R0 for Nigeria (in Western Africa) was estimated to be 3.86, while that for Ghana was 5.91, probably because the rise in the number of cases in Ghana was much higher during the first fifteen days. The estimated basic reproduction number for Senegal was R0 = 3.78, while that for Mali was 3.98.

In the case of the Southern African countries, the R0 for South Africa was estimated to be 7.02. This was followed by Zambia with R0 = 2.59 and Namibia with R0 = 2.37. The reproduction number for Malawi was 2.16. The ordering reflected the current known situation in that, as of September 30, 2021, South Africa had the highest number of (2,902,672), followed by Zambia (209,046), Namibia (127,589), and Malawi (61,580).

In North Africa, the largest basic reproduction number was estimated for Morocco (3.92), followed by Tunisia (3.87), Algeria (3.31), and Egypt (2.72). Similar results were obtained for East African countries. Sudan had the smallest reproduction number (1.98), followed by Ethiopia (2.55), Kenya (3.77), and Rwanda (4.04).

Among the Central African countries considered, Cameroon had an R0 of 3.74, Chad (2.03), Gabon (2.37), and the Republic of the Congo (2.54). Among these countries, Cameroon was the first to have a COVID-19 case, followed by the Republic of the Congo, Gabon, and Chad. Among the African island countries, Madagascar (4.97) and Mauritius (9.66) had the highest reproduction numbers.

Conclusion

The COVID-19 pandemic continues to spread in an uncertain manner worldwide despite the availability of vaccines. More research is needed to adequately understand the transmission dynamics of the virus and its variants. In this study, scientists used a SEIR model (with a Bayesian inference framework) to estimate the basic reproduction number of COVID-19 in selected African countries based on the number of cases during the early stages of their epidemic before major non-pharmaceutical interventions were implemented. The R0 estimates could be used by public health officers to plan and map out strategies to combat the pandemic adequately.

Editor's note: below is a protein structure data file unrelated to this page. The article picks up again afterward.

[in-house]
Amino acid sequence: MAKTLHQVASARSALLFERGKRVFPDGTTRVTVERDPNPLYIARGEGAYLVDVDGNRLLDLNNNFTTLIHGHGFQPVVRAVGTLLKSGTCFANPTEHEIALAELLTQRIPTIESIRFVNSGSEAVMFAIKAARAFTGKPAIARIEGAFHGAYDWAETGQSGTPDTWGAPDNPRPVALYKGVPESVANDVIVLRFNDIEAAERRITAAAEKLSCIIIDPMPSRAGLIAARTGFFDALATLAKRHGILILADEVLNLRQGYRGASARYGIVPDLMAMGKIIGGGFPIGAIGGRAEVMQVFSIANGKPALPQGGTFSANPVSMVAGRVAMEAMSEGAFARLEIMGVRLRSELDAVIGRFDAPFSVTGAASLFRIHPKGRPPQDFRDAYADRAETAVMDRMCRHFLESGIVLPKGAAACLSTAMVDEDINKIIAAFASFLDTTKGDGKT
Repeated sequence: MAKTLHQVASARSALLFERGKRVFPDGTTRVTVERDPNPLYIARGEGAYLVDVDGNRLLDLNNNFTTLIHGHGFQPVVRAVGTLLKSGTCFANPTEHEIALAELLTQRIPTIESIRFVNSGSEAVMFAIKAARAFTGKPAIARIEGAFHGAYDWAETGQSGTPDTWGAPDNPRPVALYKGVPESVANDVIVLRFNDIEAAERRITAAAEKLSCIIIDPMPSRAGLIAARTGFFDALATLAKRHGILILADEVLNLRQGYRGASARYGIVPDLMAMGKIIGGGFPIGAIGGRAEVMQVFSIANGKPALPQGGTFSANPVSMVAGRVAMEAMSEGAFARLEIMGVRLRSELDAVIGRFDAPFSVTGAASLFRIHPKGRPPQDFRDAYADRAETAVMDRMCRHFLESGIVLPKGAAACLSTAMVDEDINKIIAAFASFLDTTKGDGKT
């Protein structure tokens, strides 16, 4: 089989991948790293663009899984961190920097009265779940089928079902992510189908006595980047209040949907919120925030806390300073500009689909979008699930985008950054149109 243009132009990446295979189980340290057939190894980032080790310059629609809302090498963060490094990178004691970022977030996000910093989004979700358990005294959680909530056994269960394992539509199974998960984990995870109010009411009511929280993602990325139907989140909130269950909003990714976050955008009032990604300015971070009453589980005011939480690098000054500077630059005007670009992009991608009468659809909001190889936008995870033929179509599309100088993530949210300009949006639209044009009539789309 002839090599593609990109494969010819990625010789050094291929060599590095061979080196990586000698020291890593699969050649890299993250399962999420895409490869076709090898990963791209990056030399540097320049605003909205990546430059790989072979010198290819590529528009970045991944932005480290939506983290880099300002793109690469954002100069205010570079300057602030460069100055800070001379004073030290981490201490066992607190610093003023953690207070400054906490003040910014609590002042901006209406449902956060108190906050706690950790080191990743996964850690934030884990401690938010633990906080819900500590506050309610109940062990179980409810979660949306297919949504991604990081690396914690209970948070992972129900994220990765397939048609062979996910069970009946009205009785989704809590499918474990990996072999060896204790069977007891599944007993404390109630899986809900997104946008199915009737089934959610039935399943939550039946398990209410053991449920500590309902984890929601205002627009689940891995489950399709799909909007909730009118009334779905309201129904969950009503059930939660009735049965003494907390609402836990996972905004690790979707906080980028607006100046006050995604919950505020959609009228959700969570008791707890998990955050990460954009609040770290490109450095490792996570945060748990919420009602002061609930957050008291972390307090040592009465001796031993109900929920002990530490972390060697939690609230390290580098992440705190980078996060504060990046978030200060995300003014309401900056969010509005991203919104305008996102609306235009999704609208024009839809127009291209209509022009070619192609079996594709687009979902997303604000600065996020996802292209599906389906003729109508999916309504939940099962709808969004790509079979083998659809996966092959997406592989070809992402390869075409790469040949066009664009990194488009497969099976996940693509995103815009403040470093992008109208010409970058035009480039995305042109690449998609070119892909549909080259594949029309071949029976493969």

*Important Notice

medRxiv publishes preliminary scientific reports that are not peer-reviewed and, therefore, should not be regarded as conclusive, guide clinical practice/health-related behavior, or treated as established information.

Journal reference:
  • Iyaniwura, A. S. et al. (2021) The basic reproduction number of COVID-19 across Africa. medRxiv.  doi: https://doi.org/10.1101/2021.11.02.21265826 https://www.medrxiv.org/content/10.1101/2021.11.02.21265826v1

Posted in: Medical Science News | Medical Research News | Disease/Infection News

Tags: Coronavirus, Coronavirus Disease COVID-19, Evolution, Pandemic, Public Health, Reproduction, Research, Respiratory, SARS, SARS-CoV-2, Severe Acute Respiratory, Severe Acute Respiratory Syndrome, Syndrome, Virus

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Written by

Dr. Priyom Bose

Priyom holds a Ph.D. in Plant Biology and Biotechnology from the University of Madras, India. She is an active researcher and an experienced science writer. Priyom has also co-authored several original research articles that have been published in reputed peer-reviewed journals. She is also an avid reader and an amateur photographer.